So, I know that blending the everyday with the things that go bump in the night is one of your specialties too! What else do you love about this genre that you try to incorporate in your own writing?

B: Ha, I’m glad I could disturb you 😉 I read Cujo by King as an impressionable teen and it scared the life out of me. I can still remember reading it.

Let’s see – that there is always a grey area between goodness and evil and that’s where the best things dwell. I like to show that the supposedly bad characters have redeeming qualities, and something I always do is make sure that my readers understand the motives behind my antagonist’s thinking. Just having a cardboard cutout villain doesn’t interest me at all. I like to take what’s been done before and spin my own twist, creating my own vampire hierarchy and laws, for instance, but they have to be believable. 

We all like to be frightened a little bit. It takes us away into that primal place of instinct, so different from our closeted modern lifestyle and writing it gives me that same feeling. 

S: All I know about Cujo is from Friends – there’s something seriously wrong with a dog XD

I think the way you do it – by taking something that’s been done before and putting your own spin on it – is the best way to do it. We like things that feel familiar no matter how many fantasy elements are involved. So many new writers try to be original to breaking point, because finding something that’s really never existed before is near impossible these days.

Now, to me your books are definitely horror. Horror that’s more disturbing than sleepless-nights-terrifying, but horror nontheless. But when you first categorised your debut novel, you didn’t think of horror. That came a little later, didn’t it?

B: Yes, you’re spot on 🙂 When I was writing Gabriel I classified it as dark fantasy. It was only after readers started saying that the first part seriously messed with their heads that I realised that the horror tag did in fact fit. But I’m not a huge fan of putting books into pigeon holes. A good story is a good story, and that might mean it has elements of half a dozen different genres.

S: Absolutely. It’s impossible to squeeze any one book into one genre only. Most books have an adventure element or a romance element, and pretty much every book has a bit of mystery. Your books definitely fit the dark fantasy tag, but you could equally say that they’re urban paranormal and, of course, horror!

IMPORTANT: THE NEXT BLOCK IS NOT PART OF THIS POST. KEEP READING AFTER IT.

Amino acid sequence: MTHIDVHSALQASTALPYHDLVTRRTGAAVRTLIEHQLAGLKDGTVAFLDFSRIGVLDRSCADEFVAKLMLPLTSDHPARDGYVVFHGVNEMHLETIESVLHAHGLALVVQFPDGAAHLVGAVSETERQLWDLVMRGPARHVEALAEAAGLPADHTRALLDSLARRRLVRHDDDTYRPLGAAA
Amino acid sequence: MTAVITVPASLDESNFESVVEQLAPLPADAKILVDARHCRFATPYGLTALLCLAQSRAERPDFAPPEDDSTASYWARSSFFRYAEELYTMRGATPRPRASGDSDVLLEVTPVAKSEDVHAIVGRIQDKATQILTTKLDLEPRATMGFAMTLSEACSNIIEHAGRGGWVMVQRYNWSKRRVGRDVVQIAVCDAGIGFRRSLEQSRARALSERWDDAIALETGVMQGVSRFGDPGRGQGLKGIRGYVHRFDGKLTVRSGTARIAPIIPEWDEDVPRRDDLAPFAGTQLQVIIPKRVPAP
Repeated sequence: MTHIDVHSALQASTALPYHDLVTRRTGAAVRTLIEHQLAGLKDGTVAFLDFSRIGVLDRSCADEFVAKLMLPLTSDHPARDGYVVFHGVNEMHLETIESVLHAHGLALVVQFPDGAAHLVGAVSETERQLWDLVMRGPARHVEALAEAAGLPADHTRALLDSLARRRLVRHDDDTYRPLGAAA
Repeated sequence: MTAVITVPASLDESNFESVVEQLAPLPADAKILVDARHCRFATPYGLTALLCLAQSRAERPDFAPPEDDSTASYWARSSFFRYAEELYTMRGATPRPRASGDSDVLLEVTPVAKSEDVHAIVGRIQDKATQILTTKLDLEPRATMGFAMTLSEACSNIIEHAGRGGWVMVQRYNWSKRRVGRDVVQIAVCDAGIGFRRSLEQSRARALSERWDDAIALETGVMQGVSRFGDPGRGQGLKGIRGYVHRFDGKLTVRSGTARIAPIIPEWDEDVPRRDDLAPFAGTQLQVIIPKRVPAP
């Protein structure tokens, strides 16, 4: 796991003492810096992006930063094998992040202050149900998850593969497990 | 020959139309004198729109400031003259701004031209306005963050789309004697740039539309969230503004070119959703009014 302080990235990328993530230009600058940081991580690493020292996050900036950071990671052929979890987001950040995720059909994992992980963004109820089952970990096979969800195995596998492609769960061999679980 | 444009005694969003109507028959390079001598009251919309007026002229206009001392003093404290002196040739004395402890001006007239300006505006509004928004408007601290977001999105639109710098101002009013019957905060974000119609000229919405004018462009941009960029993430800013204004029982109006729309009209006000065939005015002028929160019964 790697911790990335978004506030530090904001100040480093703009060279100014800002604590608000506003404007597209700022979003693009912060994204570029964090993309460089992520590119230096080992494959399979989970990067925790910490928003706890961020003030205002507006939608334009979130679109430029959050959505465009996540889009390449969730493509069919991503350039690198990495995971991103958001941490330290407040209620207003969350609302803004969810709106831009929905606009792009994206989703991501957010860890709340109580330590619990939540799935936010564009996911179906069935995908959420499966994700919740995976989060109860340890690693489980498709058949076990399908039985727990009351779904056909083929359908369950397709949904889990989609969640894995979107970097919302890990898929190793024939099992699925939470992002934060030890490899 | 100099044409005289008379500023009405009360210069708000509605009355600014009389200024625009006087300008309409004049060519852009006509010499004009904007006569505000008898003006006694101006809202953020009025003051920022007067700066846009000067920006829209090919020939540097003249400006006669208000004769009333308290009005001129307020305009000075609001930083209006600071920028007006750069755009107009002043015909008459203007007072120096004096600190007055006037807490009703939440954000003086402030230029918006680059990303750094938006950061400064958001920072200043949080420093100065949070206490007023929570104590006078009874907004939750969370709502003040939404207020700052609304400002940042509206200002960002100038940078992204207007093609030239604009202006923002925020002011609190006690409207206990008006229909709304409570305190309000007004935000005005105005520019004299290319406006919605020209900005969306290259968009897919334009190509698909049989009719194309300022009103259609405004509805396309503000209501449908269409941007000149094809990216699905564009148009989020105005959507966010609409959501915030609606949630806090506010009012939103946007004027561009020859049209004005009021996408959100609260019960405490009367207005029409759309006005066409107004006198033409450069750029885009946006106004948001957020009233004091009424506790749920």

Did you have an ideal reader in mind when you wrote the Gabriel Davenport trilogy? Who did you write them for?

B: I just wanted anyone to read them, no matter how old they were 🙂 A lot of people have classified them as YA as my main characters are predominantly teenagers, but I don’t think the way I write is suited to the YA ‘brand’ (there’s that pigeon hole thing again!) And to begin with I wrote them just for me, as they were the books I wanted to read but could never find.

S: No, I agree, I don’t think they really fit the YA brand. You could argue that they’re a coming-of-age story of sorts because of what happens to Gabe, but overall there are none of the things young adults or teens would identify with. Your MC is a teenager, but his problems aren’t normal teenage issues, and you could argue that some of the others may look like teenagers but haven’t really been teenagers for a long time…

This is even more true for your newest book, which has some very dark themes indeed! Can you tell us a bit about Ruin? How does it differ from Gabriel?

B: Gabriel is definitely a coming of age story, but when I started it, I had no idea what I was going to put him through!

Ah yes, my newest book baby, The Ruin of Delicate Things, is about a couple (Dan and Faye Morgan) struggling with the death of their son. A cottage is bequeathed to Dan in the heart of the English countryside. It’s where he spent his childhood summers. But soon after arriving, things start to happen that both of them can’t explain. The old house still stands in the middle of the forest, watching over the lake. And there’s something in that house that knows what Dan did and that wants him to pay *cue spooky music*

S: I loved Gabriel’s story, but I think I loved this one even more. I was lucky enough to read an early version, and it was so deliciously dark and the pace at which you reveal things kept me glued to the kindle screen!

You may hate me for asking this, but where did your inspiration for Ruin come from?

B: Nothing makes me happier than comments like that, Sarina *heart eyes*

The first thing that came to me with Ruin was the setting. And then the characters came next, but I think I told you before that I had a problem getting the story to stick with one of them so I had to age them up. As for what dwells in the house, some of the inspiration came from a nature program I was watching, but that character went through a few changes before I was happy with how she came out.

S: Ah, see, I knew I need to watch more nature programs! What did you enjoy the most about writing this book?